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Supreme Decree No. 355, creating the National Truth and Reconciliation Commission.

The Rettig Report, officially The National Commission for Truth and Reconciliation Report, is a 1991 report by a commission designated by then-President Patricio Aylwin (from the Concertación) encompassing human rights abuses resulting in death or disappearance that occurred in Chile during the years of military dictatorship under Augusto Pinochet, which began on September 11, 1973 and ended on March 11, 1990. They found that over 2,000 people had been killed for political reasons, and dozens of military personnel have been convicted of human rights abuses.


The commission president Raúl Rettig was an ambassador under President Salvador Allende.[1] The eight-member commission, including Jaime Castillo Velasco, José Luis Cea Egaña, Mónica Jiménez, Laura Novoa Vásquez, José Zalaquett Daher, Ricardo Martin Díaz, and Gonzalo Vial Correa (minister of Education 1978-79), released its report in February 1991.


In the presidential decree in which President Patricio Aylwin created the Rettig Commission was a set of goals:

  • To create as complete a picture as possible of the most serious human rights violations
  • To gather evidence to allow the creation of a list that identifies the victims' name, fate, and whereabouts
  • To recommend reparations for the families of victims
  • To recommend legal and administrative measures to prevent future violations[2]


The report determined that 2,279 persons were killed for political reasons. This figure included 957 disappeared after arrest and 164 "victims of political violence", a figure that included police officers and others killed by left-wing extremists.[3](p1122)

In 641 cases, the commission could not conclusively determine that the person was killed for political reasons. It found 508 cases that were beyond its mandate, and that in 449 cases, no information beyond the name of a disappeared person could be determined.[3](p1122)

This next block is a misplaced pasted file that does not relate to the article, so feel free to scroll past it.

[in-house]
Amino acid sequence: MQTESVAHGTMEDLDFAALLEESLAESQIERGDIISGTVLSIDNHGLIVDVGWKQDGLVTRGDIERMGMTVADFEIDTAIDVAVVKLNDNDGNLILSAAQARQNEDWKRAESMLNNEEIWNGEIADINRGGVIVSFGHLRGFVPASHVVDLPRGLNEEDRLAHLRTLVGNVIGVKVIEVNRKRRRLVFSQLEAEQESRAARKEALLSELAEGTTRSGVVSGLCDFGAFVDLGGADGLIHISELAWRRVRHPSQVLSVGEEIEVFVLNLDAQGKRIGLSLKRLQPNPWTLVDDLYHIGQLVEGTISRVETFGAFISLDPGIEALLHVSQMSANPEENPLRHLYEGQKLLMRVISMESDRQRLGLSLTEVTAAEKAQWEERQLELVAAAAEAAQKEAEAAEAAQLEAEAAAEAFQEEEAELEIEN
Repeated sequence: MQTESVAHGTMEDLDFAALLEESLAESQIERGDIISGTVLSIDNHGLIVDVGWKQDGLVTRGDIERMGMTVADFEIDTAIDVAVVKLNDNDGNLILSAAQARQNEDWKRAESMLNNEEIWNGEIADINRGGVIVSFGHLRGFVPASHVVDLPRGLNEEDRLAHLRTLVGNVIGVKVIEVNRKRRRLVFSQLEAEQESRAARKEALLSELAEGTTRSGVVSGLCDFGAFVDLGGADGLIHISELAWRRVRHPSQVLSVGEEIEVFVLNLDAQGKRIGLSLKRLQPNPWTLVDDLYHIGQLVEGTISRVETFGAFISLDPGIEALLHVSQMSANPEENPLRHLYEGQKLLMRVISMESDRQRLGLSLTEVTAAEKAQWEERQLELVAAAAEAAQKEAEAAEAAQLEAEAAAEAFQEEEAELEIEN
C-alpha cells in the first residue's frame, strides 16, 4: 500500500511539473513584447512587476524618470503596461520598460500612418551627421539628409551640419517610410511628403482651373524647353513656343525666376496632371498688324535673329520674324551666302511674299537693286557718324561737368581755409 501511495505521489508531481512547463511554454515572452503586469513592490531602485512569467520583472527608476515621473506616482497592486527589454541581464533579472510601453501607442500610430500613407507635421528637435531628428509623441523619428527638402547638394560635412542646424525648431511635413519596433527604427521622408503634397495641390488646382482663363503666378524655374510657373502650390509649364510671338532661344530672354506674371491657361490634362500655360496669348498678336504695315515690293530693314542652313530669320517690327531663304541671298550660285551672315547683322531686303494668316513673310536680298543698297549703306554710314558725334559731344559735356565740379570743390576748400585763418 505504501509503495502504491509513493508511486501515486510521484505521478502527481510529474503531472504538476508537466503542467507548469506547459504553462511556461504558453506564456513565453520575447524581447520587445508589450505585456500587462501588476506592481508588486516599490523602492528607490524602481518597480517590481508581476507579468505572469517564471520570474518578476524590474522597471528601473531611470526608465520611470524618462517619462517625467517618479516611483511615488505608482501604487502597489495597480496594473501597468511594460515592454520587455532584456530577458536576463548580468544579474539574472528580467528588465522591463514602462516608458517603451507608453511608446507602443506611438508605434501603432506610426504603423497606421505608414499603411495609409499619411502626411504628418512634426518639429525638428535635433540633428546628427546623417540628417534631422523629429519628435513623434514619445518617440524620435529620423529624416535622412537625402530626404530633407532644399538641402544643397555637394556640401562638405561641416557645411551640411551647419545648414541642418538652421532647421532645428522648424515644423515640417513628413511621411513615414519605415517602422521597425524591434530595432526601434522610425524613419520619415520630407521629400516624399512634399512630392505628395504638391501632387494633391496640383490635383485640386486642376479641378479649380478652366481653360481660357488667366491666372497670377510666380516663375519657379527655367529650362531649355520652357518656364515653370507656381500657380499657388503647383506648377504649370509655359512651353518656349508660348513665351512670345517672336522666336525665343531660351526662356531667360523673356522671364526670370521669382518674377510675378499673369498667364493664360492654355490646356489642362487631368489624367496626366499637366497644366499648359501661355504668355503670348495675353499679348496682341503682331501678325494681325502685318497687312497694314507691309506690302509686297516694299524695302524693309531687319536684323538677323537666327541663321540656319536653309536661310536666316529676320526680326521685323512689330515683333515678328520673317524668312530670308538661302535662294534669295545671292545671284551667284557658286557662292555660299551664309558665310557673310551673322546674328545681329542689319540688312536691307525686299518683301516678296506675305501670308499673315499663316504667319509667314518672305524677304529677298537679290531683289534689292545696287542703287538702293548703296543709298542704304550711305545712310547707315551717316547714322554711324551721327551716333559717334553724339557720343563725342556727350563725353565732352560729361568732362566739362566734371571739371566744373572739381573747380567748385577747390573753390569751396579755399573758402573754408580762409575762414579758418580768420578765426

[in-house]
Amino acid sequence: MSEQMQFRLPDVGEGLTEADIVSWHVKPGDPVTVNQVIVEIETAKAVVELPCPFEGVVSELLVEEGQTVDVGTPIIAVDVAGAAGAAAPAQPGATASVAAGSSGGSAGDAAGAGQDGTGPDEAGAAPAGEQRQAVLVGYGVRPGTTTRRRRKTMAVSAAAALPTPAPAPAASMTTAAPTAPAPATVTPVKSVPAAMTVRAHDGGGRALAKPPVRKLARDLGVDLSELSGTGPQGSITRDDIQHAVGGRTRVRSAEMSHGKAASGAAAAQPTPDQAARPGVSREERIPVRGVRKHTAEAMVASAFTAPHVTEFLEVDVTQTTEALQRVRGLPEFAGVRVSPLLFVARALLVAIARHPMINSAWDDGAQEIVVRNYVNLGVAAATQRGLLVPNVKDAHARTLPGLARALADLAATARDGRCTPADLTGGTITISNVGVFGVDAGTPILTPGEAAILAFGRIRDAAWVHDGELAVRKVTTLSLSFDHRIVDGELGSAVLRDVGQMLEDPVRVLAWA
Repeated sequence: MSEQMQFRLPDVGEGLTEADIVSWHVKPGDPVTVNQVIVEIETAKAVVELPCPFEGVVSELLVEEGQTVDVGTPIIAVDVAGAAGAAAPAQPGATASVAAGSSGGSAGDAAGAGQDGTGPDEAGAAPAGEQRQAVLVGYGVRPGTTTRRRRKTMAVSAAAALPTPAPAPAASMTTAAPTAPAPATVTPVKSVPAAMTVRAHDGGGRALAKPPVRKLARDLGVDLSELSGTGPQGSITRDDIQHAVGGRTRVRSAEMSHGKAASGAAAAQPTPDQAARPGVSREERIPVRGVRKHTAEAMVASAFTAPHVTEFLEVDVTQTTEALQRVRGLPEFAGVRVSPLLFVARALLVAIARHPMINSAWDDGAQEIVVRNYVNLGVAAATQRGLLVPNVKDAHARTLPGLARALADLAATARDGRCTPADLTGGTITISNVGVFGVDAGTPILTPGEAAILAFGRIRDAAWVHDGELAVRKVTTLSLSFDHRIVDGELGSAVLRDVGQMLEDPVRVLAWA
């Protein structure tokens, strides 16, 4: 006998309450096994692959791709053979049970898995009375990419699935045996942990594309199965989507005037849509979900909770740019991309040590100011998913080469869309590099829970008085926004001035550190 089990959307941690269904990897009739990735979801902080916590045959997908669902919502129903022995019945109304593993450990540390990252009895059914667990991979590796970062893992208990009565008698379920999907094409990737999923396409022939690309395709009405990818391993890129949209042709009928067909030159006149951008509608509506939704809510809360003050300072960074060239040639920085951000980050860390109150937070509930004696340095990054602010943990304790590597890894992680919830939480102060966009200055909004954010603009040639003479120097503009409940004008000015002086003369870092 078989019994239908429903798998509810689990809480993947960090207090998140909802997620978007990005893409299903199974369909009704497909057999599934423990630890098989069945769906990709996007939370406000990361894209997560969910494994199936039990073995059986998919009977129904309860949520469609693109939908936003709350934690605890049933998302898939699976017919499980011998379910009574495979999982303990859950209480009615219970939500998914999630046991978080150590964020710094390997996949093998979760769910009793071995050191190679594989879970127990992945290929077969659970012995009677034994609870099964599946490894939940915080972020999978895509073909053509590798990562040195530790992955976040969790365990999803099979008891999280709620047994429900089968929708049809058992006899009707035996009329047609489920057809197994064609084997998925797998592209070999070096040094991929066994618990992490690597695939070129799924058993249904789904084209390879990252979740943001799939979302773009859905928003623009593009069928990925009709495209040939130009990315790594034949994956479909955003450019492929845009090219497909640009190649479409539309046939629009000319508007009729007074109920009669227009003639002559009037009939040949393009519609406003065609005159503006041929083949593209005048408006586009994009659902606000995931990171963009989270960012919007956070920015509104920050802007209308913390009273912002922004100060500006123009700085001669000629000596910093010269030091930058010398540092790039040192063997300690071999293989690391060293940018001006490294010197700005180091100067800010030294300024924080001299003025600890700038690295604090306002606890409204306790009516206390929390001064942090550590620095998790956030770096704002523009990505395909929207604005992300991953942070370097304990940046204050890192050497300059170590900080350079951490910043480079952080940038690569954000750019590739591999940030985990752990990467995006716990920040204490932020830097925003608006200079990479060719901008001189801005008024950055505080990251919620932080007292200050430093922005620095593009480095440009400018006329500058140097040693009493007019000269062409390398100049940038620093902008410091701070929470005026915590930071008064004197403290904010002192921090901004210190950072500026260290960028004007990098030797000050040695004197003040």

As of May 2012, 76 agents had been condemned for violations of human rights and 67 were convicted: 36 of the Army, 27 Carabineros, 2 of the Air Force, one of the Navy and one of the PDI. Three condemned agents died and six agents got conditional sentences. 350 cases, pertaining to disappeared persons, illegal detainees and torture, remain open. There are 700 military and civilian persons involved in these cases.[4]


The report included recommendations to prevent future human rights violations in Chile:

  • Ratification of international human rights treaties
  • Modifying the national laws to match international standards of human rights law
  • Assuring the independence of the judiciary
  • Creating a society in which the armed forces, the police, and the security forces respect human rights
  • Creating a permanent office to work to protect citizens from future human rights violations[1]


The Rettig Report's listing of a disappeared person as deceased and the victim of a human rights violation created a legal determination of the victim's situation. That would allow the surviving family members with benefits such as making it possible for them to resolve property and inheritance claims, apply for social security and any reparation benefits, as well as impacting the marital status of spouses.[2]

The human rights violations have been looked at again in the Valech Report.

See alsoEdit


  1. ^ a b Weissbrodt, David; Fraser, Paul (1992). "Report of the Chilean National Commission on Truth and Reconciliation". Human Rights Quarterly. 14 (4): 601–622. JSTOR 762329.
  2. ^ a b Ensalaco, Mark (1994). "Truth Commissions for Chile and El Salvador: A Report and Assessment". Human Rights Quarterly. 16 (4): 656–675. JSTOR 762563.
  3. ^ a b Report of the Chilean National Commission on Truth and Reconciliation
  4. ^ Agence France Presse (6 July 2012). "Estudio revela que 76 son los agentes de la dictadura condenados por violaciones a DDHH". Chiliean newspaper La Tercera. Retrieved 4 March 2015.

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